Dialing and Smiling

Dialing and Smiling

Investopedia / Laura Porter

What Is Dialing and Smiling?

Dialing and smiling is a telemarketing technique in which unsolicited calls are made to prospective customers for a product or service. It is a slang term for cold-calling. By either name, the practice has acquired a negative connotation.

In the investing industry, dialing and smiling tactics are generally associated with high-pressure sales campaigns by unscrupulous stock promoters in boiler room operations. These salespeople use an upbeat and positive tone to sell highly risky or even spurious investments to unsuspecting investors.

Dialing and smiling is also known as dialing for dollars.

Key Takeaways

  • Dialing and smiling is jargon for cold-calling.
  • In the investing industry, this sales tactic is regulated by the Securities and Exchange Commission.
  • Consumers can dodge dialing and smiling tactics by signing onto the Do Not Call registry.

Understanding Dialing and Smiling

Dialing and smiling usually involves calling prospective customers, not existing clients. A stock brokerage might use leads generated from a database of leads in an attempt to win new clients.

Dialing and smiling relies on leads, preferably ones vetted for net worth, income, profession, zip code, or some other clue to a target's ability to buy what is being pitched. Such lists can be purchased or built based on the needs of the user. Some dialing and smiling practitioners mine published corporate directories or call a company's main telephone line after hours to mine their electronic telephone extension directory for names and titles.

Combatting Dialing and Smiling

The Securities and Exchange Commission (SEC) has rules in place restricting cold-calling by securities firms. These rules, for example, limit the hours in which such calls can be made and forbid callers from making false statements. They also urge consumers to report violations to the Financial Industry Regulatory Authority (FINRA).

Some jurisdictions have regulations in place to limit the nuisance of cold-calling practices. 

Dialing and Smiling and the Do Not Call Registry

Telemarketing calls to cellphones have become common, but they are in fact a violation of Federal Communications Commission (FCC) rules which forbid automated calls to cellphones without the user's prior consent. Telemarketers generally use automated calls, switching to a live caller only when the call is answered.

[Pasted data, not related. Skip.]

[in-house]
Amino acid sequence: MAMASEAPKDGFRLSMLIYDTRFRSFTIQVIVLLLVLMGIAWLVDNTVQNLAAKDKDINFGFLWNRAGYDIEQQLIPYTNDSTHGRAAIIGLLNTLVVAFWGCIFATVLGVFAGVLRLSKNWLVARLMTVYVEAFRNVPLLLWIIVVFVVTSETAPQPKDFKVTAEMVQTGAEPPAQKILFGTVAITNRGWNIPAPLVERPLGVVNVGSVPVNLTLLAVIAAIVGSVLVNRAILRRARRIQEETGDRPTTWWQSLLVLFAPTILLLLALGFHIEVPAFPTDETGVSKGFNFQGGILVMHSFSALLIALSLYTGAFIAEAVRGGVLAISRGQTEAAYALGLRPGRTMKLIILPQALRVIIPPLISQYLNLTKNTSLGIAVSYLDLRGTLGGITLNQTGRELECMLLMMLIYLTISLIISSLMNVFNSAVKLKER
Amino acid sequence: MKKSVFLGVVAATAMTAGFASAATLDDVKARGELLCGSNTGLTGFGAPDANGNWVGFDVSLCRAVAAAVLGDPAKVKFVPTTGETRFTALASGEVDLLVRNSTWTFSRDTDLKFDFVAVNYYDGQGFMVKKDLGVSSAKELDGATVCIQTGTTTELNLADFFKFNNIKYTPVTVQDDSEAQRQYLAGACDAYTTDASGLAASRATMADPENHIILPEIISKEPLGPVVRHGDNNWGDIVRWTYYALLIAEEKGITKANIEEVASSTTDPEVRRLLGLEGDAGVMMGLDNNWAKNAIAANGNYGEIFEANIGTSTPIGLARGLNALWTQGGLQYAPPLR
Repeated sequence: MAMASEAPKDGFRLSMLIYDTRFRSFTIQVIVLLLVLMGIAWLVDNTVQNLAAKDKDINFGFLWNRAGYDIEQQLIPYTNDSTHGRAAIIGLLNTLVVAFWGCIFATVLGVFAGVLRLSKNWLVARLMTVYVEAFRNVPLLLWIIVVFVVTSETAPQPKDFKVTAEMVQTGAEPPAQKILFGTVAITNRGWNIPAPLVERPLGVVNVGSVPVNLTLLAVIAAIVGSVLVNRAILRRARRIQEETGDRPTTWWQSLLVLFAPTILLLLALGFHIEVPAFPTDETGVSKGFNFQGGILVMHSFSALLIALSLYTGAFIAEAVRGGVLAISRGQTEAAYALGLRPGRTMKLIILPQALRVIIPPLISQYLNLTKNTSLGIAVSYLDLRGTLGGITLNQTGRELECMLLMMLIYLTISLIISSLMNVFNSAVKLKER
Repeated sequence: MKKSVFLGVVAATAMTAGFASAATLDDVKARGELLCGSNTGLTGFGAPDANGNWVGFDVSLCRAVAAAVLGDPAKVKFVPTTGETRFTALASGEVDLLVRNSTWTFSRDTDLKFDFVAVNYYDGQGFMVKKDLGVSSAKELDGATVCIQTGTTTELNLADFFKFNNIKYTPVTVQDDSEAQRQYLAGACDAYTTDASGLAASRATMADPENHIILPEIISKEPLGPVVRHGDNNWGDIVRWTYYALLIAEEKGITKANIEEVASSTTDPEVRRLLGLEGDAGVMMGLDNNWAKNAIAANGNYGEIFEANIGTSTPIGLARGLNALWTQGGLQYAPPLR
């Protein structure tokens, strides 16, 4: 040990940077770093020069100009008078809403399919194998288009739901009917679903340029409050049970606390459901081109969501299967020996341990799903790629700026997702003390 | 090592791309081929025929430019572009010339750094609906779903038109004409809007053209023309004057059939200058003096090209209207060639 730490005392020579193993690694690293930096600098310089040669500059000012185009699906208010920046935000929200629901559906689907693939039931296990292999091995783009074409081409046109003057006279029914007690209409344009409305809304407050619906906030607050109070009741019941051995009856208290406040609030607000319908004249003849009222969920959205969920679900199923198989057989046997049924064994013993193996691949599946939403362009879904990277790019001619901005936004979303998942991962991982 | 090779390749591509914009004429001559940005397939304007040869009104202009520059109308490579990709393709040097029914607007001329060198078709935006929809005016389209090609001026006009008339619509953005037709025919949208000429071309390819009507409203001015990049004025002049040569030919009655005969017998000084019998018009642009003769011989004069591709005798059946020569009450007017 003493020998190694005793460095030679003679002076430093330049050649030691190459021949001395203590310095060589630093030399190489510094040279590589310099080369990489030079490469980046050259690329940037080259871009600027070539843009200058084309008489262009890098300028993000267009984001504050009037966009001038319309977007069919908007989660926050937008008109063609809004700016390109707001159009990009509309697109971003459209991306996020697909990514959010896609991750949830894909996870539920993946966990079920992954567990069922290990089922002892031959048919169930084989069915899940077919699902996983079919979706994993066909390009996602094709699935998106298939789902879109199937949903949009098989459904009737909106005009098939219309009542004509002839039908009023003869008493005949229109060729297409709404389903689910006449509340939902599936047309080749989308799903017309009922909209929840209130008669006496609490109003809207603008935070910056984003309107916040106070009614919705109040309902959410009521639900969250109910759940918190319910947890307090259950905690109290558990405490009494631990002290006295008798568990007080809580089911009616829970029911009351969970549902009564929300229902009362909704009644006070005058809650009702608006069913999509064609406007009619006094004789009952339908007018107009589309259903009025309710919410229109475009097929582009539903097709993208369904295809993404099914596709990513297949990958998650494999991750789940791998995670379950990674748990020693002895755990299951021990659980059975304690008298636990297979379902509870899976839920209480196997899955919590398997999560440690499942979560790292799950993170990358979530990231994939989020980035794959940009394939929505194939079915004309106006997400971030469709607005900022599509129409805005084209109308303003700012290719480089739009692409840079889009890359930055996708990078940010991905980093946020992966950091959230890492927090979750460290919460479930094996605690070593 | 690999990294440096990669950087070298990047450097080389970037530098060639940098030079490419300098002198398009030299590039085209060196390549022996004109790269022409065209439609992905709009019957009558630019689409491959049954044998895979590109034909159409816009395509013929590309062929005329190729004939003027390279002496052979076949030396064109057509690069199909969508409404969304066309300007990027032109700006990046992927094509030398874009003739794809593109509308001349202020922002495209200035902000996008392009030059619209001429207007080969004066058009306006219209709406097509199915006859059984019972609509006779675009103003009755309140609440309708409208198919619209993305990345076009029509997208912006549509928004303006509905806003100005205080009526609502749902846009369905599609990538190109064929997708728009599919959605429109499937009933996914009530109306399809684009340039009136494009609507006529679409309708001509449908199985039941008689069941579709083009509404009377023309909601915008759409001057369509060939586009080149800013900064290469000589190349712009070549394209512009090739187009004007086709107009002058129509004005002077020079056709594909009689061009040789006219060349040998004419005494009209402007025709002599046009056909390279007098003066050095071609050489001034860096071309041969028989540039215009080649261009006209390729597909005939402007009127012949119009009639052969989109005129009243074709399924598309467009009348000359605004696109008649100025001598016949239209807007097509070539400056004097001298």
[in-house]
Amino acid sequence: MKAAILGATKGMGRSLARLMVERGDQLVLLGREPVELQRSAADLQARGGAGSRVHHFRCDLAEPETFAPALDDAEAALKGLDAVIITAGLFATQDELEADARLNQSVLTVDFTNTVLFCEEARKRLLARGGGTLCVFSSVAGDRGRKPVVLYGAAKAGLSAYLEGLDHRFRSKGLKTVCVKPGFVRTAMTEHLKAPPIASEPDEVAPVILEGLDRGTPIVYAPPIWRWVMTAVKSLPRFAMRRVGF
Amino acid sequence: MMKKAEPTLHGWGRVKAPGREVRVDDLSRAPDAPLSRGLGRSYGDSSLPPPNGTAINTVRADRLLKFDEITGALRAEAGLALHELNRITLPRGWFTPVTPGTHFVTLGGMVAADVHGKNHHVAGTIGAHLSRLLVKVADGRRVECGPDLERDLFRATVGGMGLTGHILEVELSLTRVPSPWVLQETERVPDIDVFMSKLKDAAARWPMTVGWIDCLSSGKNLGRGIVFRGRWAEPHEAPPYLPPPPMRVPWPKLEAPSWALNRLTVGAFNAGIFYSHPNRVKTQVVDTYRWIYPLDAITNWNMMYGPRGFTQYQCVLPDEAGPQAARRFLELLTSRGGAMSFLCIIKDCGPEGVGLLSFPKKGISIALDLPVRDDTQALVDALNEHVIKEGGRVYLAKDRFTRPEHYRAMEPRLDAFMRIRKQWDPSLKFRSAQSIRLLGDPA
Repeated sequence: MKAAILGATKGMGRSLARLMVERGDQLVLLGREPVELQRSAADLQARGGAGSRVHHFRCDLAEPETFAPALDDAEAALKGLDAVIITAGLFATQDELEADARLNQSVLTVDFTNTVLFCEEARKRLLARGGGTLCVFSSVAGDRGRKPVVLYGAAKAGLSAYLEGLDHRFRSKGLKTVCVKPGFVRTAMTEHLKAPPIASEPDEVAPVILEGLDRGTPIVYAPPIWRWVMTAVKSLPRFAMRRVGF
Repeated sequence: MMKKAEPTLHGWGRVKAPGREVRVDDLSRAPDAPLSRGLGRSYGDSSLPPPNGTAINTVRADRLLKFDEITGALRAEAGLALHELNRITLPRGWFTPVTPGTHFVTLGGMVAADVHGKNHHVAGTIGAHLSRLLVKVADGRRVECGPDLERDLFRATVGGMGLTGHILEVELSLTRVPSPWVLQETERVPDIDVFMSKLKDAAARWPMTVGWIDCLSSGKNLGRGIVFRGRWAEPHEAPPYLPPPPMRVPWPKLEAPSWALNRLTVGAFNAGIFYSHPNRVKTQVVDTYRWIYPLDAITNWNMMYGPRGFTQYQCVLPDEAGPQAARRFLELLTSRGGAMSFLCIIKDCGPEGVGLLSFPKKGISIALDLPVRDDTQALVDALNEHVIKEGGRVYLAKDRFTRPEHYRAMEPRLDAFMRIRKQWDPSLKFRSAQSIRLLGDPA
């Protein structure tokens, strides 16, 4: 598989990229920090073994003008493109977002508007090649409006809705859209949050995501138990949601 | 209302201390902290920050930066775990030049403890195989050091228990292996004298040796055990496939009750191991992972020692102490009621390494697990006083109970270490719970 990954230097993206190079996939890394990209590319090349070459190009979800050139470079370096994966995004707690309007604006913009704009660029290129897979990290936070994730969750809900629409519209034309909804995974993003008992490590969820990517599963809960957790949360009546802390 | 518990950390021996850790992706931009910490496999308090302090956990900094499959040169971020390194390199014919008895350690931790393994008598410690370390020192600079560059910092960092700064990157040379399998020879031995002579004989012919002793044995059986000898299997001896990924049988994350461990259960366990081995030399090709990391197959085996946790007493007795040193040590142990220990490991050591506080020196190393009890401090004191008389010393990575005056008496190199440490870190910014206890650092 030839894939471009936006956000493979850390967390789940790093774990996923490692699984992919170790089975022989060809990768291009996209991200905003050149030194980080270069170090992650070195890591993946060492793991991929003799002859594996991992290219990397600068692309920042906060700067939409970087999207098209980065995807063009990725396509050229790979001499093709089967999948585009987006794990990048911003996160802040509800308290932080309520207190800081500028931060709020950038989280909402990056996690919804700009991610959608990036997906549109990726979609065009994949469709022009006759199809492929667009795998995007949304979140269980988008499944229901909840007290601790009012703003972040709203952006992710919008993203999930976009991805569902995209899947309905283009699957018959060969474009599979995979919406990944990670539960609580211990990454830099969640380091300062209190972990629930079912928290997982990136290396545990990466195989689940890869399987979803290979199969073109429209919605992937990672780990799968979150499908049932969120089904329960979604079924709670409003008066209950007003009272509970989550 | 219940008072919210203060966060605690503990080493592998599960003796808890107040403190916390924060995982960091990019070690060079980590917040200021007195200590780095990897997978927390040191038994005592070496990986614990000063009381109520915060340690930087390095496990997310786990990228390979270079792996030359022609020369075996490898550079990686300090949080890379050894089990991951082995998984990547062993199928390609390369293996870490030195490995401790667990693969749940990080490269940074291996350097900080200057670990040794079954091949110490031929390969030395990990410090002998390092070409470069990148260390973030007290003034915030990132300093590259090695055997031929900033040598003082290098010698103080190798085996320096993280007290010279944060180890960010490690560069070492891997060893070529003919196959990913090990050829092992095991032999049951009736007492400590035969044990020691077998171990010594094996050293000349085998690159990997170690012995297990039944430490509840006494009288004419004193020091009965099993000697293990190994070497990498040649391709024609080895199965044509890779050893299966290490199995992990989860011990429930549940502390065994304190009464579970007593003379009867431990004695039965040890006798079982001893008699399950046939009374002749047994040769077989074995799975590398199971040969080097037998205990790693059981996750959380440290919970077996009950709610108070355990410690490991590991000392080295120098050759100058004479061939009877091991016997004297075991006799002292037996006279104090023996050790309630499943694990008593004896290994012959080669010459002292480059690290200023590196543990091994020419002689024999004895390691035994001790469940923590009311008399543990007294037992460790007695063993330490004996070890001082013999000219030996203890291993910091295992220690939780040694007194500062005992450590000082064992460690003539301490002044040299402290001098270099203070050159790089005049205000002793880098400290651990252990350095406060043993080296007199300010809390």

The introduction of the Do Not Call (DNC) registry, which lists people who do not wish to receive unsolicited calls from telemarketers, has reduced the incidence of such calls. While the stiff fines imposed for violation of the DNC rules are a deterrent to legitimate businesses, they are less so for boiler room operators, which may be engaged in unlawful or illegal activities, to begin with.

Telemarketing calls to a cellphone are a violation of FCC rules.

You can enter your number on the Do Not Call list on the Federal Trade Commission's website. It is supposed to work for both landline and cellphone numbers.

Dialing and Smiling Tactics

While such rules have had a chilling effect on the most controversial cold calling methods, the best practices for dialing and smiling may be applied to many types of sales and client prospecting efforts. For example:

  • Don't fear the word "no". Most dialing and smiling callers are rejected many times a day. They quickly learn that the only failure is not making the next call.
  • Be prepared. A caller must understand the prospective customer's prospects, wants, and needs, and know how to address them. Pitches should be practiced. If possible, send an introductory email before calling.
  • Pace yourself. Break calling lists into manageable pieces but be sure to keep the momentum up. Calls are easier when you are on a roll.
Article Sources
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  1. U.S. Securities and Exchange Commission. "Cold Calling." Accessed Nov. 24, 2020.

  2. Federal Trade Commission. "Cell Phones and The Do Not Call Registry." Accessed Nov. 24, 2020.